Work closely with your advisor, who will put bull, bear and changing markets in perspective and help you make deliberate, informed choices over time.
Staying calm amid market turmoil is not easy, especially when the financial headlines are blaring with words such as panic and collapse. Your first instinct may be to abandon the markets, but that may only create turmoil for your long-term financial plans. Before taking any action, ask yourself some basic questions.
1. Have my long-term needs changed?
There is no way to lessen the pain of watching your assets decline 20% or even 30% or more during a severe market downturn. Still, bear markets are as much a part of the business cycle as bull markets. That’s why it’s so important to think rationally before acting when markets change. You should also work closely with your advisor. He or she will help make sure your plan and portfolio stay in sync with your needs, goals and risk tolerance. It may be difficult at the moment, but waiting out a market downturn may be your best course of action.
If you need access to your money in the short term, meet with your advisor to determine what immediate steps you can take to reposition your assets.
2. What are my immediate needs for liquidity?
If you depend on a portion of your investments for current income, your financial advisor can help you determine what steps you can take to try to meet your current income needs while not disrupting too severely the long-term value of your holdings.
If you do not need your stock assets for current income, you may not want to do anything during a period when stock values have declined. During a credit crunch or a decline in real estate values, it may seem as though stocks are one of the more liquid assets you own, but remember that stocks generally serve investors best when they are used to meet long-term, not short-term, needs. Overreacting to a stock market decline could bring losses that you will regret incurring when the market rebounds, as it will, if history is any guide.
3. Has my tolerance for risk changed?
When you first started working with your advisor, you probably developed a risk profile to help him or her ascertain whether your natural temperament with regard to investing is conservative, moderate or aggressive. Difficult markets help you find out what your true temperament is. If volatile markets bring too many sleepless nights, then you may need to dial your overall portfolio back to a more conservative stance. Alternatively, if you view a major decline as an opportunity to buy stocks at a significant discount, you may be willing to take a more aggressive approach with your investments.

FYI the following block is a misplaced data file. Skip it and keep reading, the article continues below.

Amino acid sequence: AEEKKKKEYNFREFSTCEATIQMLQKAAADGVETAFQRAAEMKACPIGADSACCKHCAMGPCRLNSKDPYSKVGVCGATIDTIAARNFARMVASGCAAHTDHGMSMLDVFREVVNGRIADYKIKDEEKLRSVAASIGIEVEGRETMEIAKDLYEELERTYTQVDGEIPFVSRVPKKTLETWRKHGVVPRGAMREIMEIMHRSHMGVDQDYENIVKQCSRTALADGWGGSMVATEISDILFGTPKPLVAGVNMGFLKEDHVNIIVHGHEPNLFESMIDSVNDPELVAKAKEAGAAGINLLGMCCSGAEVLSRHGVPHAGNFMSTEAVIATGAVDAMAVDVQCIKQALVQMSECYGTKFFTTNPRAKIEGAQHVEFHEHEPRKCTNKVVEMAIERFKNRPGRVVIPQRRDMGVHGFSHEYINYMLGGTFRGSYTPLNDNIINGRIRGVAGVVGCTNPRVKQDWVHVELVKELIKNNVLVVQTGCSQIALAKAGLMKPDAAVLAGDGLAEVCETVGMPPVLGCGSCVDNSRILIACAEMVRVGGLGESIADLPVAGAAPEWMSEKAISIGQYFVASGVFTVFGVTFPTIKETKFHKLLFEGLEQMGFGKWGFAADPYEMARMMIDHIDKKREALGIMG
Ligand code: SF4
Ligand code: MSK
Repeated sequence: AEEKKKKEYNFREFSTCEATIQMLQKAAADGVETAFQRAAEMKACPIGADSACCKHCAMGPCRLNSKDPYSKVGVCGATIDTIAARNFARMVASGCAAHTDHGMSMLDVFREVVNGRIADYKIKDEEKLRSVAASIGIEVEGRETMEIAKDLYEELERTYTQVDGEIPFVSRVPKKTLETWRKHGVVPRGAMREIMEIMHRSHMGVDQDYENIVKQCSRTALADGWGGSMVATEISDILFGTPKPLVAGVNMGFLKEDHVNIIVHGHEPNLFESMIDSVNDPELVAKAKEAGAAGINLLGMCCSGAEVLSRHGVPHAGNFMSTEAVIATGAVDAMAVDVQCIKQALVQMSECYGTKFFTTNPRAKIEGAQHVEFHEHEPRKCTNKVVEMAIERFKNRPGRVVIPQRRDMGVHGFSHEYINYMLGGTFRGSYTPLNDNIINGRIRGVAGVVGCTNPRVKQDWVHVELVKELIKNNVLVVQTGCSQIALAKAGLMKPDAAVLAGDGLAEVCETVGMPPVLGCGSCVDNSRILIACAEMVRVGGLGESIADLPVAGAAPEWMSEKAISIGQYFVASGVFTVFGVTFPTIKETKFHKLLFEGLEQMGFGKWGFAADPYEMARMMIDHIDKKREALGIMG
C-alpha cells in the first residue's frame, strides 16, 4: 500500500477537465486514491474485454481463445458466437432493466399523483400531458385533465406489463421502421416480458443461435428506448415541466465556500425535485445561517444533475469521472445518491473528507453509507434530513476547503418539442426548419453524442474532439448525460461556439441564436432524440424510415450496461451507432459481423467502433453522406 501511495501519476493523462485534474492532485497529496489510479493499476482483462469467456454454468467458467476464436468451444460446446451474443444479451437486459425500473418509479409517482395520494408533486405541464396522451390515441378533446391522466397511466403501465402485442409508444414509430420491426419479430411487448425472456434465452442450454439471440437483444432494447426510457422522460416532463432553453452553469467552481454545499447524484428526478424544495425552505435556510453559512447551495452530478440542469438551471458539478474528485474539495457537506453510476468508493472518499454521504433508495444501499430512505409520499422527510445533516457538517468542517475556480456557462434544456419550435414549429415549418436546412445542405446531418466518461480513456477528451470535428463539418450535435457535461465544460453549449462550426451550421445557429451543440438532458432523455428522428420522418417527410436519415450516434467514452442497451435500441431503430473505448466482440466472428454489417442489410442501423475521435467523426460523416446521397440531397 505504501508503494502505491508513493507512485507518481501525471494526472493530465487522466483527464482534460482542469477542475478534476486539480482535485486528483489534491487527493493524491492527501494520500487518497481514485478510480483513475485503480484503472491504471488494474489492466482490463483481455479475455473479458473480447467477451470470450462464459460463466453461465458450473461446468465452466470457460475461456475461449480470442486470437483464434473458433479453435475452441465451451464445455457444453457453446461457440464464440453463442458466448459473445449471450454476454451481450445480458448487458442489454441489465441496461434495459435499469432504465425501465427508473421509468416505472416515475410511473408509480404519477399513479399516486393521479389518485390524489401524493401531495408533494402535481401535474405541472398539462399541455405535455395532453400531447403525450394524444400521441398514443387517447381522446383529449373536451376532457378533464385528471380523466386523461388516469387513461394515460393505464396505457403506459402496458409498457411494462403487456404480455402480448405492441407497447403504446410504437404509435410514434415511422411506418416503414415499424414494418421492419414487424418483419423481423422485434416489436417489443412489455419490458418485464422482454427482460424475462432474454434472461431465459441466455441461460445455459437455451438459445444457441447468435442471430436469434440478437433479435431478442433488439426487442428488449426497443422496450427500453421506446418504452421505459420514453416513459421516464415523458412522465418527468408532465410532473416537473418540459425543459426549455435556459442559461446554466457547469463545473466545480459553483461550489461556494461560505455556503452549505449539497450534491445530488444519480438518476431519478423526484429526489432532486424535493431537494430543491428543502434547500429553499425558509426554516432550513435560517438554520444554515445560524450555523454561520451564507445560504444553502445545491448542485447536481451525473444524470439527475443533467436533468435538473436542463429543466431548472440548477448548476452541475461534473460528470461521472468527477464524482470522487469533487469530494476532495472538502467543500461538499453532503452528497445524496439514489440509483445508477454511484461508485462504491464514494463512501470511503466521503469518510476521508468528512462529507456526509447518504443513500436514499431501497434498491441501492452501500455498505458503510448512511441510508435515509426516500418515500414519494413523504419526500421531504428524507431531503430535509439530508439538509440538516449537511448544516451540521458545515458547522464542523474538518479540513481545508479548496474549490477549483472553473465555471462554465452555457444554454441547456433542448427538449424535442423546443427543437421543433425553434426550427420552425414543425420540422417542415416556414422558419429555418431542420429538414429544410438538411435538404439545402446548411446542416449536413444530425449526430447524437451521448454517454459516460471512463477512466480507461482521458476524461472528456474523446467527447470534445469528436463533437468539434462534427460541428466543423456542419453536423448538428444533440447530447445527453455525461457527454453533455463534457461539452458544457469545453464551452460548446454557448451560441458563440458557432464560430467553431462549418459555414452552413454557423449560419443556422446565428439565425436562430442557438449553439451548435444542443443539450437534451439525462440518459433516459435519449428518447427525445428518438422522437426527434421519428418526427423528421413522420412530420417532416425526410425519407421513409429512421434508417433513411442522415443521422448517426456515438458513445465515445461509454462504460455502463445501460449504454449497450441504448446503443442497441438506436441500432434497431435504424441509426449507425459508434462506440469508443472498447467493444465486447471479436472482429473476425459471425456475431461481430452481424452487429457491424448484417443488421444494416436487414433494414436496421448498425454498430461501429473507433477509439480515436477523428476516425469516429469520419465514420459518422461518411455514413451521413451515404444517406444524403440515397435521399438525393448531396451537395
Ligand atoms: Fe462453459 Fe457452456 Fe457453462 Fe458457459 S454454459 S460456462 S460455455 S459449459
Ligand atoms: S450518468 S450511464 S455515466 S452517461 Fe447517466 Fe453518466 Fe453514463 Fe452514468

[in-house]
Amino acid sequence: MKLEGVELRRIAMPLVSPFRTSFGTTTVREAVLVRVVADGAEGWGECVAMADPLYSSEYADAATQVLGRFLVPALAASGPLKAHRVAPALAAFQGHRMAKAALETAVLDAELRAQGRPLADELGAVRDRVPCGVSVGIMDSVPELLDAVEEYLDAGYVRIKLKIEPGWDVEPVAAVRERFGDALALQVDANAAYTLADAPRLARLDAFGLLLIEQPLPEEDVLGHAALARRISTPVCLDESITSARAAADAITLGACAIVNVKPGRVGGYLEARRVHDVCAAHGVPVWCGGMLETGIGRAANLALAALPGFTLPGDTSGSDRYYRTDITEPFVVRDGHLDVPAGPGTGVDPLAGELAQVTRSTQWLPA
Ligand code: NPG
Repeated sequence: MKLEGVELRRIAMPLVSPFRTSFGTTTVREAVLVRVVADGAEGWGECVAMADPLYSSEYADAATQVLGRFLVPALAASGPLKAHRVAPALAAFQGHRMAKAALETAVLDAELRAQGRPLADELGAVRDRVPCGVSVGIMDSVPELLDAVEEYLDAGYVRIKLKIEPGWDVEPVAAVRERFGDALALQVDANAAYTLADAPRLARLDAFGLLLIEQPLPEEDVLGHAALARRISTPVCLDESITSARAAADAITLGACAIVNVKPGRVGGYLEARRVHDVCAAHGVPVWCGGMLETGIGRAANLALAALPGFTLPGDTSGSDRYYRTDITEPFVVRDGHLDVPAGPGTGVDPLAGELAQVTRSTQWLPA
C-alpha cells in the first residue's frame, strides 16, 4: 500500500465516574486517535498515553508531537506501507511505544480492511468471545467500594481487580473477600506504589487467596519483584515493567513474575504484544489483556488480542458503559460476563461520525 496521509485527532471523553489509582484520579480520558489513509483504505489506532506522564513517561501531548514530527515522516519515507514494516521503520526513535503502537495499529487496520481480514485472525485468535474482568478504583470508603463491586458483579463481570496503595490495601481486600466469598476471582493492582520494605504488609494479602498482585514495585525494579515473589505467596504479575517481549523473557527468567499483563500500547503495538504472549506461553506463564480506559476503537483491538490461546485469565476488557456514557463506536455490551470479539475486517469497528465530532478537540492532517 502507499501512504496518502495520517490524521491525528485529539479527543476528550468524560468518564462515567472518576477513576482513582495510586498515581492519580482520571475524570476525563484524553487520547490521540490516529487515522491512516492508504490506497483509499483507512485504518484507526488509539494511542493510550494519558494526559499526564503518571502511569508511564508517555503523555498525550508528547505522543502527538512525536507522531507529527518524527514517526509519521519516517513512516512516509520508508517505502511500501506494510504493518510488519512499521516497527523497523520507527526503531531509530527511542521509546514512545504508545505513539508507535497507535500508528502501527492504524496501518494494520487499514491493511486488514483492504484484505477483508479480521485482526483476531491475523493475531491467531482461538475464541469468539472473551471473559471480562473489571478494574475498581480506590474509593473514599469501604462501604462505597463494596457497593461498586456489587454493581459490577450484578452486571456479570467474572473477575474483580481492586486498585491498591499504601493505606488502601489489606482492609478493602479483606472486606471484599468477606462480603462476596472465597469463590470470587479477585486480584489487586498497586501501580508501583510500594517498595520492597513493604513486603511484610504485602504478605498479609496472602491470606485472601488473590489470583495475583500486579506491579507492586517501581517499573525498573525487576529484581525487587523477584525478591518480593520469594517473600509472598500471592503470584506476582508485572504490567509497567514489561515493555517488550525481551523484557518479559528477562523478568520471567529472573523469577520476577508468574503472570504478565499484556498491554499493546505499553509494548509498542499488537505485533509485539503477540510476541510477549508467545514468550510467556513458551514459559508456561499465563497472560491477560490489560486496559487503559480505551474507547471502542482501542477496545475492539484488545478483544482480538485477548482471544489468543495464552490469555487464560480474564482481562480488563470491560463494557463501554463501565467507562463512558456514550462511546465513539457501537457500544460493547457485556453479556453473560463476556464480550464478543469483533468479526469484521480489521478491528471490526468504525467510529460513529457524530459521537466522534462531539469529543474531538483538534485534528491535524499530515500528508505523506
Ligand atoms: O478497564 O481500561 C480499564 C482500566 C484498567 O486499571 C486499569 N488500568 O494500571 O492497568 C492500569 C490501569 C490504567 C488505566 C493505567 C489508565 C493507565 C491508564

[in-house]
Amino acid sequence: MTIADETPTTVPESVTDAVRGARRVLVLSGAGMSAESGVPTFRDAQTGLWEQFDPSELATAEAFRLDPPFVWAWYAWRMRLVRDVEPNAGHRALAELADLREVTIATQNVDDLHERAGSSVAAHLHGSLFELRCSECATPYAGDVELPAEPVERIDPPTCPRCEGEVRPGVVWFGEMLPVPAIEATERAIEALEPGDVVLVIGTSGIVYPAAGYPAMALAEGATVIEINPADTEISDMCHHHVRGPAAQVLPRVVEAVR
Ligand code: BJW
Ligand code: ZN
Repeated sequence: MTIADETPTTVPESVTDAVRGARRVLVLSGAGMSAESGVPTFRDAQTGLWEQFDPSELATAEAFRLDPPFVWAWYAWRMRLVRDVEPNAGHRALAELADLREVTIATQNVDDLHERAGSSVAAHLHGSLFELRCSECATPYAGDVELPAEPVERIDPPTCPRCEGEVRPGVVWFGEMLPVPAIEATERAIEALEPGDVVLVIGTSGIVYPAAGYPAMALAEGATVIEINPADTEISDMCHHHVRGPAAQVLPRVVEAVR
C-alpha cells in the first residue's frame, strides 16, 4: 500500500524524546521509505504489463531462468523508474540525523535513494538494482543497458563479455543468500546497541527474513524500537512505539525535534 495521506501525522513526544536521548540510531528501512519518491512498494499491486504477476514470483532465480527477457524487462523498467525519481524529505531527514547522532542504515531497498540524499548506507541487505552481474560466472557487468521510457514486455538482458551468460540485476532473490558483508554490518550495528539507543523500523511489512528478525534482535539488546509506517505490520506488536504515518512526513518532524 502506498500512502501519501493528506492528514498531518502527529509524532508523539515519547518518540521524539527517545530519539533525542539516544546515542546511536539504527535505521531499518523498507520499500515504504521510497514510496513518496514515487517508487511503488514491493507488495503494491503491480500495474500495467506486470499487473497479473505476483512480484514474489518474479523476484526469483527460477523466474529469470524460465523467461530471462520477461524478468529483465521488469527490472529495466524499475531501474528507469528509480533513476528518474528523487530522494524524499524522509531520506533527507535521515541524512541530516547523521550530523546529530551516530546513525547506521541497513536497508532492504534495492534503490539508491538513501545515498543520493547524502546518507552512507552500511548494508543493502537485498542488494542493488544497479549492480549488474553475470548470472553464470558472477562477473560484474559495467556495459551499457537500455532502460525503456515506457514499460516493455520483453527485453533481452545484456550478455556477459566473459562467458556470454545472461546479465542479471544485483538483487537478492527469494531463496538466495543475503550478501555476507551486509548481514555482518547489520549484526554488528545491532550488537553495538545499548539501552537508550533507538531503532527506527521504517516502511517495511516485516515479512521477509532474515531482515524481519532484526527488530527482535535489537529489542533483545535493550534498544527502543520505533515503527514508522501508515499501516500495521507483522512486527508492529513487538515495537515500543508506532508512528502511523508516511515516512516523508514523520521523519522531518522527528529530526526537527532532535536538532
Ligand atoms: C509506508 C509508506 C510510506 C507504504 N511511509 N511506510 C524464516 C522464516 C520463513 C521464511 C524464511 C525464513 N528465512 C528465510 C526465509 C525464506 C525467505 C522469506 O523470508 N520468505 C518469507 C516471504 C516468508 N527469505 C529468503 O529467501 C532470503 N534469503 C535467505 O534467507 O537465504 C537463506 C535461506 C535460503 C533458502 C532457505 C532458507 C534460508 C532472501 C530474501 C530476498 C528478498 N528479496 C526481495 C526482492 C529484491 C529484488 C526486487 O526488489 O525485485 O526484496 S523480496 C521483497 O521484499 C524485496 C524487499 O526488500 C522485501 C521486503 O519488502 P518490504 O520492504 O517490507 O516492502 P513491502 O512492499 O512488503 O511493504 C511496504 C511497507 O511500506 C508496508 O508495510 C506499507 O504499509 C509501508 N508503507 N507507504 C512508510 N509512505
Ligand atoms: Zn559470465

4. Does my current strategy match my attitude toward risk?
If a market decline has revealed your true temperament for risk, the next step is to make sure your current holdings match your preferred style. Talk to your advisor so he or she can ensure that your long-term approach is aligned with the level of risk you are willing to take.
5. Am I following an investment strategy that is suited to any market environment?
It’s easy to let the current state of the market influence your investment strategy. In a bull market, you may want to load up on stocks. In a bear market, you may be tempted to sell every stock you own. But those types of reactions may not serve your long-term goal of accumulating enough assets to educate your children or finance a retirement that could last two decades or more.
One of the best ways to invest through any type of market may be to follow these principles:
- Allocate your holdings across the major asset classes, such as stocks and bonds, to help you pursue the optimal returns for the risk level you are willing to undertake.
- Diversify within each asset class to gain exposure to different investment styles, such as growth and value, and to various sectors of the market.
- Rebalance your holdings periodically to adjust after market activity and to keep your current asset mix in line with your desired goals and risk tolerance.
No investment strategy can ensure a profit or protect against a loss.
The Value of Advice
Of course, your financial advisor — who knows your goals, temperament and total holdings — is one of the best people to help you decide how to respond to a market downturn. Thinking through your answers to the questions outlined here, either before contacting your advisor or during a meeting with him or her, will help ensure that you react wisely to any drastic changes in the market. During difficult times, it is a natural temptation to want to do something. Meeting with your advisor and reexamining your investment plan can help satisfy that urge and could prevent you from taking any sort of action that would disrupt your long-term goals.
One of the best ways to invest through any type of market may be to follow the principles of “ADR” — allocate, diversify and rebalance.
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